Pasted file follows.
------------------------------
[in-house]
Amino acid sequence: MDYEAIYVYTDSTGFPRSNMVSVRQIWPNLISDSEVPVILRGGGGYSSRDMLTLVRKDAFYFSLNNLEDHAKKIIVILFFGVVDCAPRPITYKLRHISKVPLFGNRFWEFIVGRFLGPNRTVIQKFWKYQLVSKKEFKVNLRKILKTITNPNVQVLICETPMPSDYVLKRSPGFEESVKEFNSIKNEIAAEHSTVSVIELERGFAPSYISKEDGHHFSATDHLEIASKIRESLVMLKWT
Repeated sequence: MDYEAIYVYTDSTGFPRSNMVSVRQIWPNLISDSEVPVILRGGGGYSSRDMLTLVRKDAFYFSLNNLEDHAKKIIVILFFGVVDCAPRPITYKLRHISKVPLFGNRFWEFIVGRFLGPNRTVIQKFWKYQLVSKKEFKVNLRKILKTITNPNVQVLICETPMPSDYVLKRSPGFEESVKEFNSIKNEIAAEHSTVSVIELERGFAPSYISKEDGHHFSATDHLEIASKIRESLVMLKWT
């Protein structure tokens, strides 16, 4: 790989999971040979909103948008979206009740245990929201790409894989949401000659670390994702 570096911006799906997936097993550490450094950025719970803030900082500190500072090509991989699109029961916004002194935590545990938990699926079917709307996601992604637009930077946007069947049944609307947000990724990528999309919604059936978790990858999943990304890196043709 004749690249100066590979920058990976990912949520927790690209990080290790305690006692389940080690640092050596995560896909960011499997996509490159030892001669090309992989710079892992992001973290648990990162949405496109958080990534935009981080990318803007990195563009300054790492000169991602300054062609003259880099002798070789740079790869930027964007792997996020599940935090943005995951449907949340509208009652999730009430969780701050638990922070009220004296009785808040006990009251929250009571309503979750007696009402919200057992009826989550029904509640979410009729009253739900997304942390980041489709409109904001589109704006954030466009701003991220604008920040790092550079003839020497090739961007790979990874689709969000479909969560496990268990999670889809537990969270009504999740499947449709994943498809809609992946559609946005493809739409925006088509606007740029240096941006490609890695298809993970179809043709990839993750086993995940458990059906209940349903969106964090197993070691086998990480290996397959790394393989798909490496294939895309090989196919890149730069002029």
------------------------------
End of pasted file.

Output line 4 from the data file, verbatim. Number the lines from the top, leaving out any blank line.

């Protein structure tokens, strides 16, 4: 790989999971040979909103948008979206009740245990929201790409894989949401000659670390994702 570096911006799906997936097993550490450094950025719970803030900082500190500072090509991989699109029961916004002194935590545990938990699926079917709307996601992604637009930077946007069947049944609307947000990724990528999309919604059936978790990858999943990304890196043709 004749690249100066590979920058990976990912949520927790690209990080290790305690006692389940080690640092050596995560896909960011499997996509490159030892001669090309992989710079892992992001973290648990990162949405496109958080990534935009981080990318803007990195563009300054790492000169991602300054062609003259880099002798070789740079790869930027964007792997996020599940935090943005995951449907949340509208009652999730009430969780701050638990922070009220004296009785808040006990009251929250009571309503979750007696009402919200057992009826989550029904509640979410009729009253739900997304942390980041489709409109904001589109704006954030466009701003991220604008920040790092550079003839020497090739961007790979990874689709969000479909969560496990268990999670889809537990969270009504999740499947449709994943498809809609992946559609946005493809739409925006088509606007740029240096941006490609890695298809993970179809043709990839993750086993995940458990059906209940349903969106964090197993070691086998990480290996397959790394393989798909490496294939895309090989196919890149730069002029």